Most of the therapy and services the Roglianos want to share with the community happens at the N.O.W. Center, which opened in 2016 and is located just outside the Short Pump Town Center in Henrico County. Therapy at the center focuses on restoring motion and helping patients with orthopedic and neurological illness survive and thrive. The facility and its clinicians offer a unique model of care that is regionally focused and represents the future of multidisciplinary care delivery.
Support from families like the Roglianos, other donors and volunteers makes a substantial impact on facilities like the N.O.W. Center and the people in it.
“Philanthropy is absolutely critical to what we’re trying to do here at VCU in neurosciences and across the entire organization,” Dr. Smith said. “Our ability to succeed in our multiple missions – provide the best patient-centered and innovative care, educate the next generation of clinicians and clinician-scientists, and discover new treatments and cures for diseases — is only possible with engagement from donors and volunteers. This isn’t only because of the financial investment that allows us to engage in high-reward sorts of activity and research, but it’s also because of the ideas, partnerships and inspiration they provide.”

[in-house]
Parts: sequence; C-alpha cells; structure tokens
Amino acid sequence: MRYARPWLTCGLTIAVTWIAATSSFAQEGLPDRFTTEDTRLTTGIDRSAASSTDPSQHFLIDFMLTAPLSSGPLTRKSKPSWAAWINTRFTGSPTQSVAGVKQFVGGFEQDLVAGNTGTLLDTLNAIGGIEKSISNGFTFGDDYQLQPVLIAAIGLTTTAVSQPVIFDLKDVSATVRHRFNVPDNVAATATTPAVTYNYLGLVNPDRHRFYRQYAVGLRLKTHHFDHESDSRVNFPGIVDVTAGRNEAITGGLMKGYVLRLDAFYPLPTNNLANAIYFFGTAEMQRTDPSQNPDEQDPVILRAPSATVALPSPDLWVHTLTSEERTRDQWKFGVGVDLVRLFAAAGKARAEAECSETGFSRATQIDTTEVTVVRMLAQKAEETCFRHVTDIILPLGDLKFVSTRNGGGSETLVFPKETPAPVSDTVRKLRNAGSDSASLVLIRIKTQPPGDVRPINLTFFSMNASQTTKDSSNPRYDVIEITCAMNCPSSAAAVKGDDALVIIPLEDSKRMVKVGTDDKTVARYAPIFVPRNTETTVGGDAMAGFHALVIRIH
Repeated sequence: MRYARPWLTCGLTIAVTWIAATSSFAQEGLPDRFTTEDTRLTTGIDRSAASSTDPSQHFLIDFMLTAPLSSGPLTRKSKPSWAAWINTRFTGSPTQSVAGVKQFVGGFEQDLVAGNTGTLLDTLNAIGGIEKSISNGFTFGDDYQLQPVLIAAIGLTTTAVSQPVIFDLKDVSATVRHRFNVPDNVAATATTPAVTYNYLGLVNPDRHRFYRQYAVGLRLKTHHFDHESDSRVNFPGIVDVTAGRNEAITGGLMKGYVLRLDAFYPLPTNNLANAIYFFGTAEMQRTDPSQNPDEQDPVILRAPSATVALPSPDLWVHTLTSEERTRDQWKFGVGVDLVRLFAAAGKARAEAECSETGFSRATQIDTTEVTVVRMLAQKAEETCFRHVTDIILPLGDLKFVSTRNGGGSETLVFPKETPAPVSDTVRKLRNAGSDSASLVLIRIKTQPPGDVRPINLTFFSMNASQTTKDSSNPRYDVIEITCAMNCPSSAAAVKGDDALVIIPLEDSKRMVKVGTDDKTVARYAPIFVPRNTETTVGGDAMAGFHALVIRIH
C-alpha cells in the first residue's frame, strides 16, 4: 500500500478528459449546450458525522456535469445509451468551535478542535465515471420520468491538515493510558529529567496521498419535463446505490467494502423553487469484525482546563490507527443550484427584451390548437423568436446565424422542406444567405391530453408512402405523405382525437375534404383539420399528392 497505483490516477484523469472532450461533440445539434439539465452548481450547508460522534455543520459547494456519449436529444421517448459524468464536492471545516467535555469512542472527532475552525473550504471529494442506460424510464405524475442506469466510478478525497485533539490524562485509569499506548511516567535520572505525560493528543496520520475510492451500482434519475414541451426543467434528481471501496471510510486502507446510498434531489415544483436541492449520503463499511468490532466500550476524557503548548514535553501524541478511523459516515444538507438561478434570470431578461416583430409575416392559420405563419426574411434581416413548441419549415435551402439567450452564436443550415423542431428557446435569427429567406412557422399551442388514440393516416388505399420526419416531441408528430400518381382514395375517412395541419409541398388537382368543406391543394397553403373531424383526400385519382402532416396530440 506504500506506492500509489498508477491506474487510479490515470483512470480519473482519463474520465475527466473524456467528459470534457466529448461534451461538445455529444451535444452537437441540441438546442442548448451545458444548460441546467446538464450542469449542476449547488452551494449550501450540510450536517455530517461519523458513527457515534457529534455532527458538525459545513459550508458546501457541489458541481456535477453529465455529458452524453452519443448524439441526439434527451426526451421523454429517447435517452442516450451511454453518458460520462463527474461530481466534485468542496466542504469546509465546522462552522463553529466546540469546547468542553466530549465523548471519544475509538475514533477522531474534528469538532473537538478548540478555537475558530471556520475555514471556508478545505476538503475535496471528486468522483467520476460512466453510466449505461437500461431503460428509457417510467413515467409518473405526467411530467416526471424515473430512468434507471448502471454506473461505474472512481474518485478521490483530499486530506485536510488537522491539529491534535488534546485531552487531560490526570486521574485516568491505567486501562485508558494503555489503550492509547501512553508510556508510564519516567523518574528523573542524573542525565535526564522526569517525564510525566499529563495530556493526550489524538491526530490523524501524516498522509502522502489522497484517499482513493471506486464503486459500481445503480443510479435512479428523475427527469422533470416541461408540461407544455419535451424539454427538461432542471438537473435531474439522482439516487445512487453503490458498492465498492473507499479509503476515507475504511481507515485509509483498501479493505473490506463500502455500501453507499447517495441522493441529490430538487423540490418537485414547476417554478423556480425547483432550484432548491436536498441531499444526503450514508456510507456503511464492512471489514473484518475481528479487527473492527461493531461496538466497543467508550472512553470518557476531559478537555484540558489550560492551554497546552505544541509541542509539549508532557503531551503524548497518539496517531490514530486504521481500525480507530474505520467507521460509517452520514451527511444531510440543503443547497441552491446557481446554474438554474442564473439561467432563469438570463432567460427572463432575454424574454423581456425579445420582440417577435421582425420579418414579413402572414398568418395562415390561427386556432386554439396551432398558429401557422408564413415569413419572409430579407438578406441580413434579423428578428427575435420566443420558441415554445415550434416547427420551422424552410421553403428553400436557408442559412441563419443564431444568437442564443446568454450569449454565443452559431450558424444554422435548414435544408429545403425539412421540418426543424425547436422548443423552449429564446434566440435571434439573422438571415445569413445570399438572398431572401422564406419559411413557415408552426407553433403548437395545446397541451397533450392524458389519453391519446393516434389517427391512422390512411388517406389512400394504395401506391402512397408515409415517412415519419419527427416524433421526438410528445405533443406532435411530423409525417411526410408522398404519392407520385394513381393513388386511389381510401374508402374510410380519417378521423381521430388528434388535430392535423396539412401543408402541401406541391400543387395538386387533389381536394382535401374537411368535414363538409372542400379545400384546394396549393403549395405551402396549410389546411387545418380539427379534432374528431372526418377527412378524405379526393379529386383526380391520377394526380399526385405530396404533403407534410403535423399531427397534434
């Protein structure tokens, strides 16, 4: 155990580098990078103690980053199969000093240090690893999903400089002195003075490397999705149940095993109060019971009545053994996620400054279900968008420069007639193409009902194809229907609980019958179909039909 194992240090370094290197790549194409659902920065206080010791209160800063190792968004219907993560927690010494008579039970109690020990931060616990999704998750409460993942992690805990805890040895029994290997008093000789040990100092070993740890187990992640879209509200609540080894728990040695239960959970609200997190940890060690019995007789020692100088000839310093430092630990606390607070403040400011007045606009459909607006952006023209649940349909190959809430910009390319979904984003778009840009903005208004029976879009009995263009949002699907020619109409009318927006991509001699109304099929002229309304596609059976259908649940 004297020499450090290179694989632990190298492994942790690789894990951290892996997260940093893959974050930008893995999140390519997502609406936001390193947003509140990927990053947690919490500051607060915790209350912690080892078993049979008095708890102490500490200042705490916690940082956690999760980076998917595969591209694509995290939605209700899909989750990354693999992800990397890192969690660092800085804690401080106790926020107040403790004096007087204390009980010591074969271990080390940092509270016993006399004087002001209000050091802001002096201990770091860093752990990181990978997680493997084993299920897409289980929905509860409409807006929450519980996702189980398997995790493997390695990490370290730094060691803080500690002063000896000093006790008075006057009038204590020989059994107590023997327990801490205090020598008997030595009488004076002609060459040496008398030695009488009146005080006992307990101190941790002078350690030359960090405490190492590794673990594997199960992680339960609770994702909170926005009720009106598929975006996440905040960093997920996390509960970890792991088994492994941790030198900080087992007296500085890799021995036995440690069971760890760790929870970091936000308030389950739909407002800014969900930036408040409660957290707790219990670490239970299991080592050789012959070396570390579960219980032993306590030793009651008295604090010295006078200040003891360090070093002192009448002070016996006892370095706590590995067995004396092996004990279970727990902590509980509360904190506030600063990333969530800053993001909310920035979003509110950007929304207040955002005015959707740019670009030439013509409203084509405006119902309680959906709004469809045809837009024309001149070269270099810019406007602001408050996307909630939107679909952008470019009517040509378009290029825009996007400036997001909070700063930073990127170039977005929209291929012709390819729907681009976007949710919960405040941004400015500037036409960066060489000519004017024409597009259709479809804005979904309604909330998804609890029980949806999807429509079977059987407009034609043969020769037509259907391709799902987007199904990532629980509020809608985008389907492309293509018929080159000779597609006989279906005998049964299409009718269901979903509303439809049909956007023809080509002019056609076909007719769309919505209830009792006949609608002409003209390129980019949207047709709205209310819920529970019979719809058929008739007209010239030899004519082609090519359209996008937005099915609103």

Making this type of impact is the work that Gary Rogliano finally decided to “retire” into. POP was created to help the new friends he met, and continues to meet, along this new chapter of his life. If you’re interested in joining Gary and his family’s mission at VCU Health by supporting the Rogliano Family Endowed Chair, contact Carrie Bickford, VCU Health’s interim director of development, at 804-828-3652 or firstname.lastname@example.org.
If you’re interested in learning more about the various tools we have available at the MCV Foundation to help you make an impact on Parkinson’s disease or any disease you're passionate about, visit our giving page.